Feb. 11 (Bloomberg) -- Gasoline fell after a winter snowstorm blanketed the Northeast, reducing driving demand, and as Brent crude slipped.
Futures slid 1.2 percent after more than 2 feet of snow fell in parts of the Northeast at the end of last week, shutting roads. Gasoline’s crack spread versus West Texas Intermediate sank $2.89 to $29.86 a barrel and narrowed 81 cents to $8.76 a barrel against Brent.
“In the run-up to last week, everybody was worried about supplies in New York Harbor, but we got a little bit of a break because nobody could get out of their house,” said Phil Flynn, senior market analyst at Price Futures Group in Chicago. “Before the storm everybody filled their gas tank, and now nobody can find their cars.”
Gasoline for March delivery fell 3.76 cents to settle at $3.0212 a gallon on the New York Mercantile Exchange.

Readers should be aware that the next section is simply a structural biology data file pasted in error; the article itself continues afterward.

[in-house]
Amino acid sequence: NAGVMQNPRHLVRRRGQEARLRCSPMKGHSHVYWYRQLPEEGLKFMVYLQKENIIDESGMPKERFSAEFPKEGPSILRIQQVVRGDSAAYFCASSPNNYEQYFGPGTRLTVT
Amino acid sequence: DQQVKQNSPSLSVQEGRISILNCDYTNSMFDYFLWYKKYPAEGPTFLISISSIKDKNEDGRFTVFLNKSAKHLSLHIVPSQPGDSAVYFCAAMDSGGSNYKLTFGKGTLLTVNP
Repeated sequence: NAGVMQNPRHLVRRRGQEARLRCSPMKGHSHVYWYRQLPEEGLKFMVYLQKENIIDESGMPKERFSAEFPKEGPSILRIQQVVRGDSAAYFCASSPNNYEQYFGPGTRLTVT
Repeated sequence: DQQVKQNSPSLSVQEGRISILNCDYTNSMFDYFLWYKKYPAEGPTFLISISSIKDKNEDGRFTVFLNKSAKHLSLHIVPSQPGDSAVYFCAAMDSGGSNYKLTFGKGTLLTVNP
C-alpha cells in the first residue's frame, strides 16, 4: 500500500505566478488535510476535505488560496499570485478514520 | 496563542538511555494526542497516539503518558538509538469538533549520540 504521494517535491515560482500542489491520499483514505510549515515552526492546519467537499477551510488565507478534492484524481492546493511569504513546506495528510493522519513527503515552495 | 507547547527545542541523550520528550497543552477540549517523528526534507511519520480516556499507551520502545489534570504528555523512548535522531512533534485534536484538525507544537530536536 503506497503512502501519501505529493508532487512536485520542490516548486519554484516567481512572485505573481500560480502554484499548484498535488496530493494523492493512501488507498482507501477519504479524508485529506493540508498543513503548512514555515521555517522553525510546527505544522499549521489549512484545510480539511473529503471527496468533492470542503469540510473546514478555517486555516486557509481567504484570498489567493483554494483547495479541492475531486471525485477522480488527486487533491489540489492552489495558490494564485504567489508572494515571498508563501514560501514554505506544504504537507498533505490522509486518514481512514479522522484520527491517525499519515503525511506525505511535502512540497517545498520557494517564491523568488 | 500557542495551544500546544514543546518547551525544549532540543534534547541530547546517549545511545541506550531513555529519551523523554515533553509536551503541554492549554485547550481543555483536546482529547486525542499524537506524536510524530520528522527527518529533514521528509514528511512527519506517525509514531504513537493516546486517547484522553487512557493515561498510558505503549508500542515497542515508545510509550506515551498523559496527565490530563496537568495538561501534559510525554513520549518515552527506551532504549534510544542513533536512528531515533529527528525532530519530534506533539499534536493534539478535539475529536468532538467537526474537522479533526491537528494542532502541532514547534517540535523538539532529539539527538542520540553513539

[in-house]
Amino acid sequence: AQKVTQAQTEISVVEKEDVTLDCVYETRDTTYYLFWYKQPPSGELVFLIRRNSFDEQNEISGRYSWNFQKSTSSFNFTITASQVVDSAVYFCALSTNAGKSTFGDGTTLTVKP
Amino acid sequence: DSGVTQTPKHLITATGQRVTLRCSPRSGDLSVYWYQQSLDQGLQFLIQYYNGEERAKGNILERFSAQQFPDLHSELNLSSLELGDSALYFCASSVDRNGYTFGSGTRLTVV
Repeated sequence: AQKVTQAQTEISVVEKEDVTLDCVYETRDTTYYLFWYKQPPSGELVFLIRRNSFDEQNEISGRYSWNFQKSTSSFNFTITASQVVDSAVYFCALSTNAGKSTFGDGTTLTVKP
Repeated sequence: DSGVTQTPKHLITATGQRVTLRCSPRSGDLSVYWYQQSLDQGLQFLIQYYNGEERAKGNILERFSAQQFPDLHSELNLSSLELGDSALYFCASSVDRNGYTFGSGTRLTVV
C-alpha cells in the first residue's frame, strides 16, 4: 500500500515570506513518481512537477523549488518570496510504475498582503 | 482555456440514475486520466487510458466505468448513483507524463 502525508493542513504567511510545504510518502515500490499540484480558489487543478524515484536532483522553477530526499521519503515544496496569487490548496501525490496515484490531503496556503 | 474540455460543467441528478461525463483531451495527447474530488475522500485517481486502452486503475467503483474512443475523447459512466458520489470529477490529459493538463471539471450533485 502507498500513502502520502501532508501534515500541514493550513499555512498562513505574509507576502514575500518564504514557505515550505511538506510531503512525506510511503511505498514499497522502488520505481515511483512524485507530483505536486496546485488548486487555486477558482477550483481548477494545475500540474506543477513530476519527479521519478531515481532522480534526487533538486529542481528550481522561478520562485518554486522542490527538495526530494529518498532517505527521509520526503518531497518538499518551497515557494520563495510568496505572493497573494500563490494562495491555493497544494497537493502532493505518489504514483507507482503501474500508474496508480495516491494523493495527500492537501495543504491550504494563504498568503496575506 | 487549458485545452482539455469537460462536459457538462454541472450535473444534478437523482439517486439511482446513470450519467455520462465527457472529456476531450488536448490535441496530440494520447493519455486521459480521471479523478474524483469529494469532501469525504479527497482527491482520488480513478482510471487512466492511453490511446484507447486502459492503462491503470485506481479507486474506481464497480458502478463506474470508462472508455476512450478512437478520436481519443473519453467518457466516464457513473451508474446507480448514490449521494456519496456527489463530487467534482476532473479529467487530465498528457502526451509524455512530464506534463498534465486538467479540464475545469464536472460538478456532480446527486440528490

Brent crude sank 0.6 percent in London to $118.13 a barrel as the Brent-WTI spread tightened for the first time in nine days, shrinking $2.08 to $21.10 a barrel.
“Certainly WTI-Brent has had a huge move in favor of Brent,” Andrew Lebow, a senior vice president at Jefferies Bache LLC in New York. “I don’t see any big-time news, any macro news. I think this TI rally is just part of a Brent-TI correction.”
Heating oil for March delivery declined 0.69 cent to $3.2315 a gallon.
Gasoline at the pump, averaged nationwide, rose 0.5 cent to $3.587 a gallon, AAA said on its website today. Prices are the highest since Oct. 24, and 8.1 cents above a year ago.
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